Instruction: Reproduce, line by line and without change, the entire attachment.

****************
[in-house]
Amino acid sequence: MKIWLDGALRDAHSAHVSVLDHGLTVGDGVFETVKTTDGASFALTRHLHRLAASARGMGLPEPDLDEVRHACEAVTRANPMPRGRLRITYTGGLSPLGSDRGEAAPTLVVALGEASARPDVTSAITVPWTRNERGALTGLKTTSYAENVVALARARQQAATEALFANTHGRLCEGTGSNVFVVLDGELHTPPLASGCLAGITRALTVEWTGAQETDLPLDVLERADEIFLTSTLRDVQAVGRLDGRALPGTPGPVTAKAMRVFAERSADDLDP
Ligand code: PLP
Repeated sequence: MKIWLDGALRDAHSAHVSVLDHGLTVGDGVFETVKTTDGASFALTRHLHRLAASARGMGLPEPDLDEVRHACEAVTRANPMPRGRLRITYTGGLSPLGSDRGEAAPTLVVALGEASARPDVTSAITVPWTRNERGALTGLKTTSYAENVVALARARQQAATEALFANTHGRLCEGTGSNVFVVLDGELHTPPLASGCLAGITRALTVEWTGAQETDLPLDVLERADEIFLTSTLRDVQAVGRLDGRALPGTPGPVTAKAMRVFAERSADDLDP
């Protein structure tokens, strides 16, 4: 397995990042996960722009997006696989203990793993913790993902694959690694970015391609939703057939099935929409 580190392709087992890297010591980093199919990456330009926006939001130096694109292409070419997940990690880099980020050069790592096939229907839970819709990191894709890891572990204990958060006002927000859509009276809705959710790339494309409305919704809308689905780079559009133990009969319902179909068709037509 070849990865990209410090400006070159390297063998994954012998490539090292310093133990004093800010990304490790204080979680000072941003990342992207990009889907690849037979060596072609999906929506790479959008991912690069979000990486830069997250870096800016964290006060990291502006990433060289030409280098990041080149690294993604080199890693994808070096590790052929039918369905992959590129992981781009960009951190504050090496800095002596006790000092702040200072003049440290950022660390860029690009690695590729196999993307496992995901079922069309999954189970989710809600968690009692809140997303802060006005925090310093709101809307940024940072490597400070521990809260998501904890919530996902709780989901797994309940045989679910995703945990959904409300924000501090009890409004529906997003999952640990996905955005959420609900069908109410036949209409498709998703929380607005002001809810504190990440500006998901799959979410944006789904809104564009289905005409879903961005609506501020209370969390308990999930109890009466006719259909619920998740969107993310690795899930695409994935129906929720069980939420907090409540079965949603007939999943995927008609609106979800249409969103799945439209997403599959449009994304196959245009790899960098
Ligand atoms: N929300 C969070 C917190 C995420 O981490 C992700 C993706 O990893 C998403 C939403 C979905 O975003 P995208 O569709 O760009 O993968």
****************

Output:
[in-house]
Amino acid sequence: MKIWLDGALRDAHSAHVSVLDHGLTVGDGVFETVKTTDGASFALTRHLHRLAASARGMGLPEPDLDEVRHACEAVTRANPMPRGRLRITYTGGLSPLGSDRGEAAPTLVVALGEASARPDVTSAITVPWTRNERGALTGLKTTSYAENVVALARARQQAATEALFANTHGRLCEGTGSNVFVVLDGELHTPPLASGCLAGITRALTVEWTGAQETDLPLDVLERADEIFLTSTLRDVQAVGRLDGRALPGTPGPVTAKAMRVFAERSADDLDP
Ligand code: PLP
Repeated sequence: MKIWLDGALRDAHSAHVSVLDHGLTVGDGVFETVKTTDGASFALTRHLHRLAASARGMGLPEPDLDEVRHACEAVTRANPMPRGRLRITYTGGLSPLGSDRGEAAPTLVVALGEASARPDVTSAITVPWTRNERGALTGLKTTSYAENVVALARARQQAATEALFANTHGRLCEGTGSNVFVVLDGELHTPPLASGCLAGITRALTVEWTGAQETDLPLDVLERADEIFLTSTLRDVQAVGRLDGRALPGTPGPVTAKAMRVFAERSADDLDP
């Protein structure tokens, strides 16, 4: 397995990042996960722009997006696989203990793993913790993902694959690694970015391609939703057939099935929409 580190392709087992890297010591980093199919990456330009926006939001130096694109292409070419997940990690880099980020050069790592096939229907839970819709990191894709890891572990204990958060006002927000859509009276809705959710790339494309409305919704809308689905780079559009133990009969319902179909068709037509 070849990865990209410090400006070159390297063998994954012998490539090292310093133990004093800010990304490790204080979680000072941003990342992207990009889907690849037979060596072609999906929506790479959008991912690069979000990486830069997250870096800016964290006060990291502006990433060289030409280098990041080149690294993604080199890693994808070096590790052929039918369905992959590129992981781009960009951190504050090496800095002596006790000092702040200072003049440290950022660390860029690009690695590729196999993307496992995901079922069309999954189970989710809600968690009692809140997303802060006005925090310093709101809307940024940072490597400070521990809260998501904890919530996902709780989901797994309940045989679910995703945990959904409300924000501090009890409004529906997003999952640990996905955005959420609900069908109410036949209409498709998703929380607005002001809810504190990440500006998901799959979410944006789904809104564009289905005409879903961005609506501020209370969390308990999930109890009466006719259909619920998740969107993310690795899930695409994935129906929720069980939420907090409540079965949603007939999943995927008609609106979800249409969103799945439209997403599959449009994304196959245009790899960098
Ligand atoms: N929300 C969070 C917190 C995420 O981490 C992700 C993706 O990893 C998403 C939403 C979905 O975003 P995208 O569709 O760009 O993968």